The right to education is also enshrined in Article 13 of the International Covenant on Economic, Social, and Cultural Rights (ICESCR) and the States parties to the Covenant have recognized every person's right to education. Primary education should be compulsory and made available for all, free of charge. And Article 28 of the Convention on the Rights of the Child (CRC) emphasizes that the right to education is essential for every child and points out that this right should be provided based on equality of opportunity.
The Afghan Constitution has embraced the right to free education for all Afghan nationals in the state educational institutions up until the Bachelor's degree; it obliges the state to develop education in a balanced manner across the country, provide compulsory intermediate education, design and implement effective programmes, and provide the ground for teaching in mother tongues where such tongues are spoken.
As per Article 44 of the Afghan Constitution, the state has the duty to design and implement effective programmes in order to create educational balance and develop education for women, improve the education of the Kuchis and eliminate illiteracy. Article 3 of the Law on Education also has specified: "The nationals of the Islamic Republic of Afghanistan have an equal right to education without any kinds of discrimination."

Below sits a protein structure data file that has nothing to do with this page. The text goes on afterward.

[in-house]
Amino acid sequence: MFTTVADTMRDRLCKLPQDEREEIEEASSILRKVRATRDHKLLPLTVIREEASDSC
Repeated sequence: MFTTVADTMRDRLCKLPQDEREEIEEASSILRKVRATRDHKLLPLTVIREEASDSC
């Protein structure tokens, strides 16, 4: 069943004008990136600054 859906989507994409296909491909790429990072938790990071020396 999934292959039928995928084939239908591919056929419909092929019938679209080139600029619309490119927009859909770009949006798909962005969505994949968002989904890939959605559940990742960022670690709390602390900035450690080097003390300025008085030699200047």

Access to and Quality of Education
Student enrolment in Afghanistan has increased eight-fold in the last nine year, from less than a million in 2001 to over 7.3 million in 2010, with a current enrolment of 38 percent girls. Over 9,000 new schools have been established to facilitate easy access to education and over 12,500 general and Islamic schools are operational in all parts of the country. To cater for enrolment of new students, over 200,000 new teaching and support staff have been recruited and deployed to schools over this period.
Despite significant progress, Afghanistan still has a large number of out of school children (4.5 million, mostly girls). Strategies to increase enrolment and retention of students, particularly girls, include public awareness activities and advocacy for girls’ education, community-based schools, school food programmes, recruitment of female teachers from urban centres and relocation to rural schools, and expansion of teacher education colleges to provinces and districts with provision of incentives to female teacher trainees.
UN estimates put school attendance in Afghanistan at about 6 million children, 35 percent of whom are girls. Of the children who are able to attend school, half have no real school buildings but go to classes in tents. Girls walking to or from school risk being assaulted with acid. Teachers have been killed and parents who allow girls to attend school have been attacked and only 30 percent of girls have access to education. A public call for education for women is considered blasphemous.